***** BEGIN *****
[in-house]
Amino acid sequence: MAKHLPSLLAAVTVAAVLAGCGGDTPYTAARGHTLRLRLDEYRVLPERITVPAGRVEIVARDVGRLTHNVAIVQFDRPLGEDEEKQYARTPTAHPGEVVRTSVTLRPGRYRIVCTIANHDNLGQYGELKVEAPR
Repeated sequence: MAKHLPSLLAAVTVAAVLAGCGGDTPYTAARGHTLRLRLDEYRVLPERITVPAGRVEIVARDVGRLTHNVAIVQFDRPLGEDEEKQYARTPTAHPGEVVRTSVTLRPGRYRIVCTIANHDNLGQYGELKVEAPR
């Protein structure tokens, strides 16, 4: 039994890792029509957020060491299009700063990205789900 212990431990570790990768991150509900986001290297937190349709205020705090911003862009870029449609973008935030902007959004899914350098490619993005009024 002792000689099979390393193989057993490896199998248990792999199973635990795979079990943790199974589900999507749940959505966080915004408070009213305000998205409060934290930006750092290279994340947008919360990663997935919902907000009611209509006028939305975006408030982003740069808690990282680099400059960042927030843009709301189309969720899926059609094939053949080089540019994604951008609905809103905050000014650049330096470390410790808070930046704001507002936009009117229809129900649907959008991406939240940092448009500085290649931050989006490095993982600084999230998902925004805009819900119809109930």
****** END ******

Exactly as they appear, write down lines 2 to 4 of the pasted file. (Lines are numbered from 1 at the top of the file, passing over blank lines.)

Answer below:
Amino acid sequence: MAKHLPSLLAAVTVAAVLAGCGGDTPYTAARGHTLRLRLDEYRVLPERITVPAGRVEIVARDVGRLTHNVAIVQFDRPLGEDEEKQYARTPTAHPGEVVRTSVTLRPGRYRIVCTIANHDNLGQYGELKVEAPR
Repeated sequence: MAKHLPSLLAAVTVAAVLAGCGGDTPYTAARGHTLRLRLDEYRVLPERITVPAGRVEIVARDVGRLTHNVAIVQFDRPLGEDEEKQYARTPTAHPGEVVRTSVTLRPGRYRIVCTIANHDNLGQYGELKVEAPR
């Protein structure tokens, strides 16, 4: 039994890792029509957020060491299009700063990205789900 212990431990570790990768991150509900986001290297937190349709205020705090911003862009870029449609973008935030902007959004899914350098490619993005009024 002792000689099979390393193989057993490896199998248990792999199973635990795979079990943790199974589900999507749940959505966080915004408070009213305000998205409060934290930006750092290279994340947008919360990663997935919902907000009611209509006028939305975006408030982003740069808690990282680099400059960042927030843009709301189309969720899926059609094939053949080089540019994604951008609905809103905050000014650049330096470390410790808070930046704001507002936009009117229809129900649907959008991406939240940092448009500085290649931050989006490095993982600084999230998902925004805009819900119809109930």